CHARLESTON, W.Va. -- A new horticultural research project at West Virginia State University landed the research team on the cover of the August 2012 issue of the scientific journal HortScience.
"We've been trialing new ornamental plants with the University of Minnesota since 2003," said Barbara Liedl, associate research professor with WVSU's Agricultural & Environmental Research Station. "Our goal is to identify new cultivars that will be of interest for homeowners and growers here in West Virginia."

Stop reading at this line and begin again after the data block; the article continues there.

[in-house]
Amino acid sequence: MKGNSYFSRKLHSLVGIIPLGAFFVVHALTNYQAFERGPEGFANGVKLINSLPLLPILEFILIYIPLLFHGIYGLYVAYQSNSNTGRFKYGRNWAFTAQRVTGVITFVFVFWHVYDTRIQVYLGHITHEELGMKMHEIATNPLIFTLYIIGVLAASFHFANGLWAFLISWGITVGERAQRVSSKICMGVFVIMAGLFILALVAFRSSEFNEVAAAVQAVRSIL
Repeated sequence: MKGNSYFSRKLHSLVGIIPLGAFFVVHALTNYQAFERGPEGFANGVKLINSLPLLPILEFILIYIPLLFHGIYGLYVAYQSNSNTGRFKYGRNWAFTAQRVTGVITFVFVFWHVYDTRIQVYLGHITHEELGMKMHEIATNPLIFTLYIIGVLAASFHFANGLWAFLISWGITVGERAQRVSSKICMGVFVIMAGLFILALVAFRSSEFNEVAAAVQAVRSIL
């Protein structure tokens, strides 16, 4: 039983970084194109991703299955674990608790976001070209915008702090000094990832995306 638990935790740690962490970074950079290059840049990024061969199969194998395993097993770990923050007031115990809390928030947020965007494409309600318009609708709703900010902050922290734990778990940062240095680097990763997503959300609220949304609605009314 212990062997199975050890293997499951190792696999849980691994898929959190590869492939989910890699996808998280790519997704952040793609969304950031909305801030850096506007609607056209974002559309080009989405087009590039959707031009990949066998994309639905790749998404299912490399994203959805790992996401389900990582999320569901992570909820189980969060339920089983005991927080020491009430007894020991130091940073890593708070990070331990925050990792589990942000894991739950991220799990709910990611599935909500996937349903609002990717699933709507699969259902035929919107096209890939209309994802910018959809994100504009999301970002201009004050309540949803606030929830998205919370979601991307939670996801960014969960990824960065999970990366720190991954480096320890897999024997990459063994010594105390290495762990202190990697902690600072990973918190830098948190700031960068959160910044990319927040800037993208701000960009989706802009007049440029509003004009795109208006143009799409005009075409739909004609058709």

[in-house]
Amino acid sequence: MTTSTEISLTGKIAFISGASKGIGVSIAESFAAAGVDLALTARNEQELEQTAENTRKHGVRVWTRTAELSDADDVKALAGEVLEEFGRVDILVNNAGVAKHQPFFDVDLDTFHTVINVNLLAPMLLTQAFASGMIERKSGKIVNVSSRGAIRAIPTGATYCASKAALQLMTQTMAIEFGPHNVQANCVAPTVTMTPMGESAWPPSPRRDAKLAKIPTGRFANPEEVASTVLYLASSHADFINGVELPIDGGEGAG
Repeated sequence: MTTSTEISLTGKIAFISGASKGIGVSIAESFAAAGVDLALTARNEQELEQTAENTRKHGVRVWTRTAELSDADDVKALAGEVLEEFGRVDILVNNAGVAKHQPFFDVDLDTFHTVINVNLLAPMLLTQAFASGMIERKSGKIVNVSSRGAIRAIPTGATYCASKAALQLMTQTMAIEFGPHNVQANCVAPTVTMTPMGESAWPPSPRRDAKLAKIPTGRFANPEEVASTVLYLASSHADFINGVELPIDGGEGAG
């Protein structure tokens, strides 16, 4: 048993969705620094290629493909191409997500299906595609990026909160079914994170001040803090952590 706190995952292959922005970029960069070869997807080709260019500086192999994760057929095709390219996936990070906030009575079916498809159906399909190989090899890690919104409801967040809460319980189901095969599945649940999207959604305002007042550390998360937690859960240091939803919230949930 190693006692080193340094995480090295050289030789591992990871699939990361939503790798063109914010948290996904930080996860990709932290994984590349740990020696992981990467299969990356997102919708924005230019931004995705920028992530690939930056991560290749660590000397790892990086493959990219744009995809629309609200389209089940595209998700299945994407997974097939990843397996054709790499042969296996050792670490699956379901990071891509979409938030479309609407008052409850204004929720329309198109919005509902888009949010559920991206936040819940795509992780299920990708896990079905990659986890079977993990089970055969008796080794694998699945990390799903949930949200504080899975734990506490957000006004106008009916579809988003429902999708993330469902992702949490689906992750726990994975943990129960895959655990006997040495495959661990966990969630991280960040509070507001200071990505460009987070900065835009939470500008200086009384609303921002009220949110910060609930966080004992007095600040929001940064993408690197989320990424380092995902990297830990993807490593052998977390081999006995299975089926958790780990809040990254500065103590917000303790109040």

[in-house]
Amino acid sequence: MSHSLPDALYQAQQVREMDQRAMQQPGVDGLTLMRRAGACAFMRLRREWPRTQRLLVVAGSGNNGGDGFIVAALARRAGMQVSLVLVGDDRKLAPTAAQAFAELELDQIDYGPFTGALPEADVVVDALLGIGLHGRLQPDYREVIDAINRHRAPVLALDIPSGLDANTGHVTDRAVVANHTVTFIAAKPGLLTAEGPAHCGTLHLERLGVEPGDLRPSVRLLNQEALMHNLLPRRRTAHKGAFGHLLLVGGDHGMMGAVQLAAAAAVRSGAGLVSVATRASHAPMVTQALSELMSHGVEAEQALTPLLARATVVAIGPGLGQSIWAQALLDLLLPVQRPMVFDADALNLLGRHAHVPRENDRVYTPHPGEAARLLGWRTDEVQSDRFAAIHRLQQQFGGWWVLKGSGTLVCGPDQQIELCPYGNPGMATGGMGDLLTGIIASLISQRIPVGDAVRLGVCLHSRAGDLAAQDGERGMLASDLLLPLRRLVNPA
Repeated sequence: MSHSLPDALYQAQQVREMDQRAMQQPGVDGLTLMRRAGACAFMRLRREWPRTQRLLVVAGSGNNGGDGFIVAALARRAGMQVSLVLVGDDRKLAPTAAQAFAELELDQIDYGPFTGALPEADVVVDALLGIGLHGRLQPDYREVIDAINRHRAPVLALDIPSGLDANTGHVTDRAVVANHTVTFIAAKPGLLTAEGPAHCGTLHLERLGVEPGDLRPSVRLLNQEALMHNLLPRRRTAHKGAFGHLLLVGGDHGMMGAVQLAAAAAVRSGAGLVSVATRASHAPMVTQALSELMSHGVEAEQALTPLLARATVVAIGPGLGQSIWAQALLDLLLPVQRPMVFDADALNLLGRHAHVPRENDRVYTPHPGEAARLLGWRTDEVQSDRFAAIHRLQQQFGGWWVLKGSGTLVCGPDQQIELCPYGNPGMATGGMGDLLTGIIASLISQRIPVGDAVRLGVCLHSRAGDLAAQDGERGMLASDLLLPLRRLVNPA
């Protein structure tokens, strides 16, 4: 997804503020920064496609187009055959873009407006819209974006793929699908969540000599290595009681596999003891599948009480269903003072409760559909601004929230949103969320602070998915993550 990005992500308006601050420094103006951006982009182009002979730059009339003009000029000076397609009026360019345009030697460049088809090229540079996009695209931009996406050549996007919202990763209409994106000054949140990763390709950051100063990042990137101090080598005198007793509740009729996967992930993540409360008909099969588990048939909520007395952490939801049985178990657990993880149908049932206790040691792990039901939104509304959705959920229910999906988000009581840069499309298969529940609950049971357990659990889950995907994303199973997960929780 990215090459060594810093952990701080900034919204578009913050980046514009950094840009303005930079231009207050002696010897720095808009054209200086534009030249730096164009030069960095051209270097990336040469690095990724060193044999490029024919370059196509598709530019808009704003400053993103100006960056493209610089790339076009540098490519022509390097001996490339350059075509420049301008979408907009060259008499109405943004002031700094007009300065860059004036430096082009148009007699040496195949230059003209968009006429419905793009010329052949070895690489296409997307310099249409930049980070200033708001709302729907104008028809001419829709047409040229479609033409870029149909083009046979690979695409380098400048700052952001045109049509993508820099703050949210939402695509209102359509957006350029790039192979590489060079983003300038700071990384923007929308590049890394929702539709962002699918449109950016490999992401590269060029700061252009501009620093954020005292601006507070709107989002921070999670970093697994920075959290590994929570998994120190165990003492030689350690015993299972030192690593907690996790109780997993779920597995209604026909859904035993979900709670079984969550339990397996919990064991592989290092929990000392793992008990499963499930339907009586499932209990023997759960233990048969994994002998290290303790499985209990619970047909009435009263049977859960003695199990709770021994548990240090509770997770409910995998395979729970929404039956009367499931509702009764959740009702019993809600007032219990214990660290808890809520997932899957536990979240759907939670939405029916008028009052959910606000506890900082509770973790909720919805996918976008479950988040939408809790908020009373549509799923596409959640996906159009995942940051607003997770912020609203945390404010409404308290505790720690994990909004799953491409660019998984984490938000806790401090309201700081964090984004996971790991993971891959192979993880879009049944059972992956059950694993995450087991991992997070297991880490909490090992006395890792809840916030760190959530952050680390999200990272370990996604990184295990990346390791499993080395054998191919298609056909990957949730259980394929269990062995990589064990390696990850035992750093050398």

A cultivar is a plant variety produced from a natural species and maintained by cultivation.
WVSU teamed with researchers from Minnesota and Wisconsin on a project trialing a new variety of garden chrysanthemum, called Mammoth 'Twilight Pink Daisy.'
Ornamentals are plants that are grown for decorative purposes and used in gardens or as cut flowers. The project focused on breeding for winter hardiness, which is critical for growing in Minnesota, said Liedl.
"Our winters might not be as harsh as those found up north," she said, "but we have more freeze-thaw cycles and our hardiness zones do overlap."